The ripples are spreading far and wide from the April 4 vote by the European Parliament that adopted a ‘Resolution on Palm Oil and Deforestation of Rainforests’. This was approved by 640 votes to 18, with 28 abstentions. It will now be referred to the European Commission (EC) for deliberation and possible rule making.

The Resolution seeks a phase-out of ‘unsustainably produced’ vegetable oils – with palm oil being an identified target – as a component of biofuels in the EU by 2020. Curbs on the purported effects of ‘unsustainable production’ on forest loss, climate change, human rights and social standards are claimed to be the principal considerations behind the proposal.

Bizarre it is, binding it is not; at least not until the European Parliament passes the buck to the EC, which could then move its pawns towards prescribing legislative measures. Ominously, though, the Resolution encourages actions that are poised to discriminate against trade in palm oil and products that contain palm oil.

It urges the EU to:

  • Define the sustainability criteria for palm oil production;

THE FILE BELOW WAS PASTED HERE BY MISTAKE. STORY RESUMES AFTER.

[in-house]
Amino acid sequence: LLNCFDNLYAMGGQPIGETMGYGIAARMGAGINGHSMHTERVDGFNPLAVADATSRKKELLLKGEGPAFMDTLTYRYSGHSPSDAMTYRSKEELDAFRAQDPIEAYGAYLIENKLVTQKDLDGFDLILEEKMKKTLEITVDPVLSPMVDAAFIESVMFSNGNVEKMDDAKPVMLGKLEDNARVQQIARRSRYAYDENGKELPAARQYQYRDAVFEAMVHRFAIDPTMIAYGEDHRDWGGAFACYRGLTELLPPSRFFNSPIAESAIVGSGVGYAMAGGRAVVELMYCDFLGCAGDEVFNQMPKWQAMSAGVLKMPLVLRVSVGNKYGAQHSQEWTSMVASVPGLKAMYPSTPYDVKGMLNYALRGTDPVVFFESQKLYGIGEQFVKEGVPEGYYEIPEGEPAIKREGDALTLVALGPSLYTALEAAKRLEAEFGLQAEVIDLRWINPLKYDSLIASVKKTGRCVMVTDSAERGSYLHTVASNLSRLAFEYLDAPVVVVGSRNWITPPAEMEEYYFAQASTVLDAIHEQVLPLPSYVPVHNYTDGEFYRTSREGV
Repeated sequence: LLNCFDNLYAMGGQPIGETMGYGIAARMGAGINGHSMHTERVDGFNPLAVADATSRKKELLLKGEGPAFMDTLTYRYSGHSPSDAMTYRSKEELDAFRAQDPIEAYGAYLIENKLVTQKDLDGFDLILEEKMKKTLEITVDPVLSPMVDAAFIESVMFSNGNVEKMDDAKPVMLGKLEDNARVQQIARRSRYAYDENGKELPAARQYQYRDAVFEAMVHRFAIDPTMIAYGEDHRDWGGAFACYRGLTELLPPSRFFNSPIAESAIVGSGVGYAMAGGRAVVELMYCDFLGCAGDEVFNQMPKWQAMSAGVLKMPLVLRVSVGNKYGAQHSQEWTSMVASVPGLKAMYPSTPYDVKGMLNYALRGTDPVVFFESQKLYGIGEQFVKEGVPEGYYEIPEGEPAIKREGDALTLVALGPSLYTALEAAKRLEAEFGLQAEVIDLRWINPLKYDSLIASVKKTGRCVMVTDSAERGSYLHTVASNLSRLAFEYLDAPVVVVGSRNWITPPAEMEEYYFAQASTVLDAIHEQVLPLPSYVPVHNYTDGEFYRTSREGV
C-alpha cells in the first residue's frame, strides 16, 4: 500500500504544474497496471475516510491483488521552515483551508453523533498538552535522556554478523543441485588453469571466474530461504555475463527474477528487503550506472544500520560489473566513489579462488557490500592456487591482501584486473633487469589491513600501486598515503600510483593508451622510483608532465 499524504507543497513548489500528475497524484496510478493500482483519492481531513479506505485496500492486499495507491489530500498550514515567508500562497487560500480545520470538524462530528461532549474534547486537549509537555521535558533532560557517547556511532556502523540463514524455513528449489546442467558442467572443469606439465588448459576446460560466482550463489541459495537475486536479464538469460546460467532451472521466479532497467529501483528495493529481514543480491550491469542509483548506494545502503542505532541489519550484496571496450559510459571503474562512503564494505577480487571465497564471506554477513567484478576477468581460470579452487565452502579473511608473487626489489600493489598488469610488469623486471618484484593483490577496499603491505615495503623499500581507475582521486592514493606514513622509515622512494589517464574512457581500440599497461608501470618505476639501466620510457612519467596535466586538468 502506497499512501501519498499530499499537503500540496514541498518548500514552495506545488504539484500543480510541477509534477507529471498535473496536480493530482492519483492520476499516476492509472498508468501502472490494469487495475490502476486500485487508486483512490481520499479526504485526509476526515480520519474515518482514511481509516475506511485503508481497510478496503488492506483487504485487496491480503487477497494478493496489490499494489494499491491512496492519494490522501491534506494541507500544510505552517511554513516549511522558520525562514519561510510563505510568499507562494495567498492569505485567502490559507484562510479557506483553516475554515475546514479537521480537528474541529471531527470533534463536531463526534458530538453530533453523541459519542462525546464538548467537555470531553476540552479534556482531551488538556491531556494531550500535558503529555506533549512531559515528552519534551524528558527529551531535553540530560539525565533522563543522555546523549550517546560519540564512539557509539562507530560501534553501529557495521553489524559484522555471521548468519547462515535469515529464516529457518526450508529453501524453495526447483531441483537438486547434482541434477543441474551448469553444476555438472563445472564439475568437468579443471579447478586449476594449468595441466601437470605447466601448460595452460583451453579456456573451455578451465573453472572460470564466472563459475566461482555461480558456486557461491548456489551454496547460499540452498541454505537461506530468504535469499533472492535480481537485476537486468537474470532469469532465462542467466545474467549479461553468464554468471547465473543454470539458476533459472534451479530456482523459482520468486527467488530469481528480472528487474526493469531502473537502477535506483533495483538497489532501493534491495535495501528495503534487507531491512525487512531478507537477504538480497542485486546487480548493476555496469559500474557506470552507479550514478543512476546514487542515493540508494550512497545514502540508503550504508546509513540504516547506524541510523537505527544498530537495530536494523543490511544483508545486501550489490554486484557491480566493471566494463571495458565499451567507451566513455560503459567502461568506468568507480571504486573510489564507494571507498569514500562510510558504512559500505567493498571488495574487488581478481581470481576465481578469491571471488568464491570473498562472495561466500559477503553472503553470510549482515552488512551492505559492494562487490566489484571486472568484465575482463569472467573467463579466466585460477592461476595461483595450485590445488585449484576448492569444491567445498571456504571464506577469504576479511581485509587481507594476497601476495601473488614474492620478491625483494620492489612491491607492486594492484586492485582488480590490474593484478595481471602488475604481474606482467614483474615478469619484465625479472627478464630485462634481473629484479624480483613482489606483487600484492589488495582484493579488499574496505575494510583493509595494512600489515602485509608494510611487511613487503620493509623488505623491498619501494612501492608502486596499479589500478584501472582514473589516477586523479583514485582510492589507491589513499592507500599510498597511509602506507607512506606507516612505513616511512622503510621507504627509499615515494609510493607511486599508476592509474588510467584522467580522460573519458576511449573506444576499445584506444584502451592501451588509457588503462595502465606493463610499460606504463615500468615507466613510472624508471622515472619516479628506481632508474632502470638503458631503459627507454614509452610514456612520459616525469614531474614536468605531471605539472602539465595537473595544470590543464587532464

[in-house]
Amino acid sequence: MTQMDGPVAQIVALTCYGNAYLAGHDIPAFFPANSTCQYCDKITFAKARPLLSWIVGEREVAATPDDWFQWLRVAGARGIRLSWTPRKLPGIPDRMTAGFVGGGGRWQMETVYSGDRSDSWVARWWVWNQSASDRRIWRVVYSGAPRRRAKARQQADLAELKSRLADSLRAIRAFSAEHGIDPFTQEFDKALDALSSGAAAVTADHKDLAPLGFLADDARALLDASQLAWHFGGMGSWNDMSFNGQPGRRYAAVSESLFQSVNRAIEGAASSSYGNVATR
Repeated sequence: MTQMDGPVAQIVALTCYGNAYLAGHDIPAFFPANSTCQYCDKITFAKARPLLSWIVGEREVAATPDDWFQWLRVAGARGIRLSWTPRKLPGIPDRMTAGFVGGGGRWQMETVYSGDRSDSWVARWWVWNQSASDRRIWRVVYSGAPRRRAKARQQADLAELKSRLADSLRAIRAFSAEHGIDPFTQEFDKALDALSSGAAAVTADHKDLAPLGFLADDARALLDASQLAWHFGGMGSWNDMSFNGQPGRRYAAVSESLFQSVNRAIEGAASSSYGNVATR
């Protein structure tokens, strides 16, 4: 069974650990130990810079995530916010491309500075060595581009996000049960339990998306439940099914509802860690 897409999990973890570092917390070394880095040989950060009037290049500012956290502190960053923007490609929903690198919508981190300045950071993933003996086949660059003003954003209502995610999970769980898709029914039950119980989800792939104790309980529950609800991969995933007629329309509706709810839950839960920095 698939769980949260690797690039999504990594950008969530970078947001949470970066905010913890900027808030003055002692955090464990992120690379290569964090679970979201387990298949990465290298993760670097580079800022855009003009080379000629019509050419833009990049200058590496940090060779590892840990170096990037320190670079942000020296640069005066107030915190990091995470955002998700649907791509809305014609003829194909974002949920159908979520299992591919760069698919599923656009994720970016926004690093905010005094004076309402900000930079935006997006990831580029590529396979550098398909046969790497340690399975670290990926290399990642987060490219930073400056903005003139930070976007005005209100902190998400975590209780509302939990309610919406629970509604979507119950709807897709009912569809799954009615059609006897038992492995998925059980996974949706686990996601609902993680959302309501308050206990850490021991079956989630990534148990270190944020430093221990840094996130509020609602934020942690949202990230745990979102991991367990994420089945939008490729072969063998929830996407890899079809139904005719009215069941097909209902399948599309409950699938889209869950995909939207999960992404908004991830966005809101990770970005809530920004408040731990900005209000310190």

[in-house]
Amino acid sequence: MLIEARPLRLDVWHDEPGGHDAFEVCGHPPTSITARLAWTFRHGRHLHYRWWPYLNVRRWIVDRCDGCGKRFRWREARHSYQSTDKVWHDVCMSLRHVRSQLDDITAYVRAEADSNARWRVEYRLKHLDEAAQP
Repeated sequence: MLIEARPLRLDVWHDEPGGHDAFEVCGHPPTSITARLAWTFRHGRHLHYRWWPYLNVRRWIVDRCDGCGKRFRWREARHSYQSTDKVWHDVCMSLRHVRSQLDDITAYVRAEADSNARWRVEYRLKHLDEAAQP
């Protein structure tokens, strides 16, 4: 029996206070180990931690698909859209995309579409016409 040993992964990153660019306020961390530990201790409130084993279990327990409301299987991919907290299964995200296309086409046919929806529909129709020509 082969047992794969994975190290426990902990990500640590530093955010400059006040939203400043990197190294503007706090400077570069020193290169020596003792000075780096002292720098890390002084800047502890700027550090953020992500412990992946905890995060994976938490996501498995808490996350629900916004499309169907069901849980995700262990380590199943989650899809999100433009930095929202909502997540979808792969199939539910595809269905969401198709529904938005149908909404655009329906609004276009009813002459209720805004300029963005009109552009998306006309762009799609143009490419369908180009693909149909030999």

• Draw up a single certification scheme as well as traceability mechanisms;
  • Impose higher import tariffs; and
  • Step up regulation of greenhouse gas emissions.

Yet, thus far, European institutions have expended very little effort to conclusively prove that palm oil is the main driver of deforestation worldwide. Indeed, factually speaking and based on all available statistics, palm oil is not the main culprit. The blame for that has been unequivocally placed on cattle farming and soybean cultivation. But where is the resolve of the Members of the European Parliament to address this by way of the stringent measures that they want applied to palm oil alone?

If left unchecked, the Resolution has the potential to turn the palm oil industry topsy-turvy and to undermine its long-term viability. The industry generates vital economic activity in developing countries that produce palm oil, by providing jobs and raising income levels to lift people out of poverty. Oil palm cultivation remains the most economically viable agricultural activity to help increase their meagre income.


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